Telecare Sued by EEOC for Disability Discrimination
SEATTLE – Mental health and psychiatric treatment provider Telecare Mental Health Services of Washington, Inc. violated federal law when it withdrew a job offer because of a qualified applicant’s disability, the U.S. Equal Employment Opportunity Commission (EEOC) charged in a lawsuit it filed on Sept. 30.
According to the EEOC’s suit, after a successful interview in which the job applicant disclosed a leg injury that prevented him from prolonged walking, sitting or standing, Telecare offered the highly experienced registered nurse a job at its Shelton, Washington facility, contingent on successful completion of a pre-employment medical examination. Telecare’s contract medical examiner and the applicant’s primary doctor both deemed the applicant medically qualified for the position.
In addition, the applicant explained that he could accomplish the work as long as he could periodically use a chair. The EEOC’s investigation also found that Telecare nurses had flexibility to sit or stand during their shifts. However, despite both medical certifications and the applicant’s assurances, Telecare withdrew its job offer and refused to hire the applicant.
The Americans with Disabilities Act (ADA) prohibits employers from refusing to hire qualified applicants and employees due to an actual or perceived disability. The EEOC filed its lawsuit in U.S. District Court for the Western District of Washington (EEOC v. Telecare Mental Health Services of Washington, Inc., Case No. 2:21-cv-01339) on Sept. 30 after first attempting to reach a pre-litigation settlement through conciliation. The EEOC’s lawsuit seeks back pay, compensatory and punitive damages and injunctive relief designed to prevent such discrimination in the future.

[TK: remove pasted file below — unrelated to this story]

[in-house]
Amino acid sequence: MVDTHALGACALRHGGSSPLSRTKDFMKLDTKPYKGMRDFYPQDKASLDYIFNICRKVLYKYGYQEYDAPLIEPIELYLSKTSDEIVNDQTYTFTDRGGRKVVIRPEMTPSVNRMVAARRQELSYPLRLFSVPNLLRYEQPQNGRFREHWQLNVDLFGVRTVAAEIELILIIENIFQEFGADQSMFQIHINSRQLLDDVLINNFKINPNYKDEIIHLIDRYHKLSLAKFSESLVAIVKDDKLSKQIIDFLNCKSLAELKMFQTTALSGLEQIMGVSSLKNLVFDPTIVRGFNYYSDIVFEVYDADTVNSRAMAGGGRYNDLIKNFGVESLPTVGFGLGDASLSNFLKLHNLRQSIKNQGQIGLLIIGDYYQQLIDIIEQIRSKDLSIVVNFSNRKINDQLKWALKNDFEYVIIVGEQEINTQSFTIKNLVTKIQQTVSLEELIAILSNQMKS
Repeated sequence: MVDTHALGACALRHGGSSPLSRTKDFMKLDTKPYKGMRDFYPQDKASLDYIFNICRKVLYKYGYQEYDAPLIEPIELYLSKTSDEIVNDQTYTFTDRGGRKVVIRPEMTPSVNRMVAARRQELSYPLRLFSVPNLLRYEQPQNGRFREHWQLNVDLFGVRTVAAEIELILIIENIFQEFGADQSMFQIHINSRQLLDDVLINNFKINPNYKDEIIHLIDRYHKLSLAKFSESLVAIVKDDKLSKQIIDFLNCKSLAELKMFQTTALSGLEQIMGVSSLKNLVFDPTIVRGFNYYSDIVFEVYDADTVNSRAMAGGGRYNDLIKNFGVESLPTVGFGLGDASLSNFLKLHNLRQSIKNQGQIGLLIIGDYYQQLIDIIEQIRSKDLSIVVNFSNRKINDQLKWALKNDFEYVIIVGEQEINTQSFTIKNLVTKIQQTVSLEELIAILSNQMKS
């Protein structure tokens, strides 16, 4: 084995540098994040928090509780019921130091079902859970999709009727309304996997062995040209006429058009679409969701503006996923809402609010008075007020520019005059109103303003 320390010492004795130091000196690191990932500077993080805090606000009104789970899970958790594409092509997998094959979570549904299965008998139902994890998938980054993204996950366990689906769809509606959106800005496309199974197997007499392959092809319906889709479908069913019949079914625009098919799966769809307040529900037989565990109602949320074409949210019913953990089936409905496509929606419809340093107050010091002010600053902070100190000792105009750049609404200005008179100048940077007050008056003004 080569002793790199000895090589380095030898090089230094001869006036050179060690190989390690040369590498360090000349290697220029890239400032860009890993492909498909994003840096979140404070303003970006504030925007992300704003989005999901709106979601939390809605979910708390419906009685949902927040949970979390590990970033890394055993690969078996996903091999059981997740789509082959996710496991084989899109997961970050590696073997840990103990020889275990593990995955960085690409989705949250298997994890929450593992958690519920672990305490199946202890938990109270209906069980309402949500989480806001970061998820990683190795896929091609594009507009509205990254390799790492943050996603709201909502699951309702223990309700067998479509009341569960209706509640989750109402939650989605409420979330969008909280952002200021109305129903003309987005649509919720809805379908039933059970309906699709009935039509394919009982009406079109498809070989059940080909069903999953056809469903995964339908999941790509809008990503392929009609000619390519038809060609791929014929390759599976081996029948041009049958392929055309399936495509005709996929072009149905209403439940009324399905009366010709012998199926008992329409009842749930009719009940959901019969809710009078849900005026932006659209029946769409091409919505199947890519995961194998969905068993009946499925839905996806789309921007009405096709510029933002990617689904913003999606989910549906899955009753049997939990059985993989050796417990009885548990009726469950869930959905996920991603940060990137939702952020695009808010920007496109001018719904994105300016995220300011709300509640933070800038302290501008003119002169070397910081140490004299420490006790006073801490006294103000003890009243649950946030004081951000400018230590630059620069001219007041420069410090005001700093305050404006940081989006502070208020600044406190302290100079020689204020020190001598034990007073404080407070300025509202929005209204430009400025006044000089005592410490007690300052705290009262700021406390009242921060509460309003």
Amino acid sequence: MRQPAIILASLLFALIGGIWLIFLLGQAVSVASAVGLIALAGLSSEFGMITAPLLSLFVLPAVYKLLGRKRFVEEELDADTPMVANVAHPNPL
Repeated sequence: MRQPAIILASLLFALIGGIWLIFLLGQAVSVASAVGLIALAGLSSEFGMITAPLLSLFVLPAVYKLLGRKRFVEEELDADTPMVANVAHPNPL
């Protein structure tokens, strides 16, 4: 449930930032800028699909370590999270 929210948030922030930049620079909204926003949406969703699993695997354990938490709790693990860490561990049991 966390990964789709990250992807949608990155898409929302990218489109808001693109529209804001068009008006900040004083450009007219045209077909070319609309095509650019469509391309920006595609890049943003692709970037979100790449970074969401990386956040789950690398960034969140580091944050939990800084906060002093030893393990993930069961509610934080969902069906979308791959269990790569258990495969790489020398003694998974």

“The ADA prohibits employers from rejecting applicants because of a perceived medical condition or disability that in no way impacts their performance,” said Nancy Sienko, acting district director for the EEOC’s San Francisco District, which includes Washington State. “Eliminating barriers in hiring, especially hiring practices that discriminate against people with disabilities, is one of six national priorities identified by the Commission’s 2017-21 Strategic Enforcement Plan.”
EEOC Senior Trial Attorney May Che explained, “The Americans with Disabilities Act was enacted to protect people with disabilities from discrimination based on unfounded prejudices and stereotypes. Telecare officials discriminated when they substituted their assumptions about this applicant’s abilities for sound medical conclusions, and closed the door on a highly capable nurse who could have been a valuable and loyal employee.”
According to its website, Telecare Mental Health Services of Washington, Inc. is an affiliate of Telecare Corporation, an Alameda, California-based health care organization with 132 programs across five states, providing acute, crisis, residential, and longer-term recovery programs for people with serious mental illnesses.
The EEOC advances opportunity in the workplace by enforcing federal laws prohibiting employment discrimination. More information is available at www.eeoc.gov. Stay connected with the latest EEOC news by subscribing to our email updates.
This post was originally published on this site